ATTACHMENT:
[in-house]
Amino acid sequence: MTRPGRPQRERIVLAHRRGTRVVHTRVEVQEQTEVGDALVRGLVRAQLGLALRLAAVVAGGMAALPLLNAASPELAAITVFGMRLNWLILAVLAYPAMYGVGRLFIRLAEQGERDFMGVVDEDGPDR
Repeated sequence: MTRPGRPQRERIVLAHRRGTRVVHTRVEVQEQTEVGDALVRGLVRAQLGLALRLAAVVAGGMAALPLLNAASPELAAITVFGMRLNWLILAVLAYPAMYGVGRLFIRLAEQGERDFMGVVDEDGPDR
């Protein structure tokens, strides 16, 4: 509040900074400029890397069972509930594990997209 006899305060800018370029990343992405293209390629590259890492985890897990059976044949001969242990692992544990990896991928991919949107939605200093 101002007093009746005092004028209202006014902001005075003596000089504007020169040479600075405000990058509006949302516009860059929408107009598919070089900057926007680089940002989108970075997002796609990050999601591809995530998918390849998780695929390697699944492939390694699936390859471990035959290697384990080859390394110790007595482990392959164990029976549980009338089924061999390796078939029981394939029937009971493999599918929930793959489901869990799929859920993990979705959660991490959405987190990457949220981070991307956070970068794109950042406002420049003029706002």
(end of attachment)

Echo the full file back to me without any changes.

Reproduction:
[in-house]
Amino acid sequence: MTRPGRPQRERIVLAHRRGTRVVHTRVEVQEQTEVGDALVRGLVRAQLGLALRLAAVVAGGMAALPLLNAASPELAAITVFGMRLNWLILAVLAYPAMYGVGRLFIRLAEQGERDFMGVVDEDGPDR
Repeated sequence: MTRPGRPQRERIVLAHRRGTRVVHTRVEVQEQTEVGDALVRGLVRAQLGLALRLAAVVAGGMAALPLLNAASPELAAITVFGMRLNWLILAVLAYPAMYGVGRLFIRLAEQGERDFMGVVDEDGPDR
């Protein structure tokens, strides 16, 4: 509040900074400029890397069972509930594990997209 006899305060800018370029990343992405293209390629590259890492985890897990059976044949001969242990692992544990990896991928991919949107939605200093 101002007093009746005092004028209202006014902001005075003596000089504007020169040479600075405000990058509006949302516009860059929408107009598919070089900057926007680089940002989108970075997002796609990050999601591809995530998918390849998780695929390697699944492939390694699936390859471990035959290697384990080859390394110790007595482990392959164990029976549980009338089924061999390796078939029981394939029937009971493999599918929930793959489901869990799929859920993990979705959660991490959405987190990457949220981070991307956070970068794109950042406002420049003029706002």